Sinn Fein 'backs austerity in North and rejects it in South'
SINN Fein has been accused of pursuing austerity in Northern Ireland, while criticising cutbacks in this country.
The party's ard fheis takes place in Wexford this weekend.
Gerry Adams yesterday lauded the party's record in the Northern Executive.
The Sinn Fein president said the party had made "difficult decisions" in the North, yet had avoided prescription charges and provided investment for schools.
But Fine Gael said the party was engaging in "manufactured indignation" and Fianna Fail said Mr Adams always conveniently blamed Westminster.
Fianna Fail justice spokesman Niall Collins pointed to the Sinn Fein stance on property tax.
While opposing the introduction of property tax in the Republic, property taxes in Northern Ireland continue to rise in councils that the party controls.
The policy in the North on school closures is also under scrutiny amid plans to reduce and merge schools in the Department of Education controlled by a Sinn Fein minister.
Despite the Northern Assembly having legislative power over welfare rates, the Executive has chosen to keep the rates on a par with Westminster.
Mr Collins said the party blatantly operated two different policies.
"Sinn Fein talk the talk in Dublin, but they don't walk the walk in Belfast where they actually have responsibility for making decisions. When it comes to the crunch, I think people see through Sinn Fein's strategy of saying one thing here to exploit people's anger, but doing a very different thing just a few miles north," he said.
Fine Gael TD Joe McHugh said there was a difference between the party's approach on either side of the Border.
"The Government are to blame for austerity in Dublin, but in Northern Ireland, Westminster is to blame.
"The massive anomaly is being anti-austerity down south and being part of the austerity programme up north," he said.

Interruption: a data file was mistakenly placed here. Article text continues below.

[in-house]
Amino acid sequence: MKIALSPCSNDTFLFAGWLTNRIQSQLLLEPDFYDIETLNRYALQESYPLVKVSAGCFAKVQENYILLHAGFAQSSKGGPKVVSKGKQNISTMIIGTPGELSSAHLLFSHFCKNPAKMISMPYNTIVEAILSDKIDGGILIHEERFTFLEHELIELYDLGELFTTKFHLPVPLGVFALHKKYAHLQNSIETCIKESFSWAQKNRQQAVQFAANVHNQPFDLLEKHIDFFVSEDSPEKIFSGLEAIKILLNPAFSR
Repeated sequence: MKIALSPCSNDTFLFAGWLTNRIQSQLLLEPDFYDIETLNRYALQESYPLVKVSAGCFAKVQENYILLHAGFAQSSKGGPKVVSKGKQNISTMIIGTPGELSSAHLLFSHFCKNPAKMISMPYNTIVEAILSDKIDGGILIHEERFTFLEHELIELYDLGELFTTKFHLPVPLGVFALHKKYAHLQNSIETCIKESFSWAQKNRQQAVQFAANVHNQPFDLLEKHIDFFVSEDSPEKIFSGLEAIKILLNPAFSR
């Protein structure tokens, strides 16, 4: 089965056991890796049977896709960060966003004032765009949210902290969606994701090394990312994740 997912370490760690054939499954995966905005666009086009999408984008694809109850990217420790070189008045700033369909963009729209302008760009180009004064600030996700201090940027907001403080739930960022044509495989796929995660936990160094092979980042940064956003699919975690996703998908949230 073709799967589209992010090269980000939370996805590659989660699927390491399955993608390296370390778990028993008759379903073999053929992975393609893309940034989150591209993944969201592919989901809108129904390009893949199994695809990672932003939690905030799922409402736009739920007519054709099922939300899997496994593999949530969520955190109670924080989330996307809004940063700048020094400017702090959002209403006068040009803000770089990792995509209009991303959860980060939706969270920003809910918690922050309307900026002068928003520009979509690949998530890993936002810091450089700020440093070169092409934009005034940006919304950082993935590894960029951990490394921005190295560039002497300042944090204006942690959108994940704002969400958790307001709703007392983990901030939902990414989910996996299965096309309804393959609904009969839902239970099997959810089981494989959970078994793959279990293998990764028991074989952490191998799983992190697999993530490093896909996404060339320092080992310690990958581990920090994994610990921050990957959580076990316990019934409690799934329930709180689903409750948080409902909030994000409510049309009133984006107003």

Meanwhile, the family of a garda murdered by the IRA have had his remembrance plaque removed from the venue of the Sinn Fein Ard Fheis.
Detective Garda Seamus Quaid's family had endowed a seat at Wexford Opera House, which hosts the weekend conference.
But they have taken down the name plaque and also protested against a decision by Wexford Borough Council to hold a welcome reception for party delegates.
Seamus Quaid, pictured below, a 43-year-old married father of four, was murdered on October 13, 1980, in a quarry near Duncormick, Co Wexford, by Belfast-born IRA man Peter Rogers. The killer was sentenced to death but this was commuted to 40 years' imprisonment and he was released under the Good Friday Agreement in December 1998.
Mr Adams said he "unequivocally and totally" apologised to the Quaid family. Repeating the apology, deputy leader Mary-Lou McDonald said she wished no member of the security forces north or south, nor anybody else, was ever killed or injured.
"I had no hand in writing that history. But it is over now and we are never going back to that place," she told reporters.
Gda Quaid's son Eamonn said they had asked the Opera House management to temporarily remove the plaque because they disliked the idea of a Sinn Fein delegate sitting on it.
The family bought the plaque in the refurbished theatre in 2008 because Seamus Quaid had helped with Wexford Opera Festival security in the 1970s.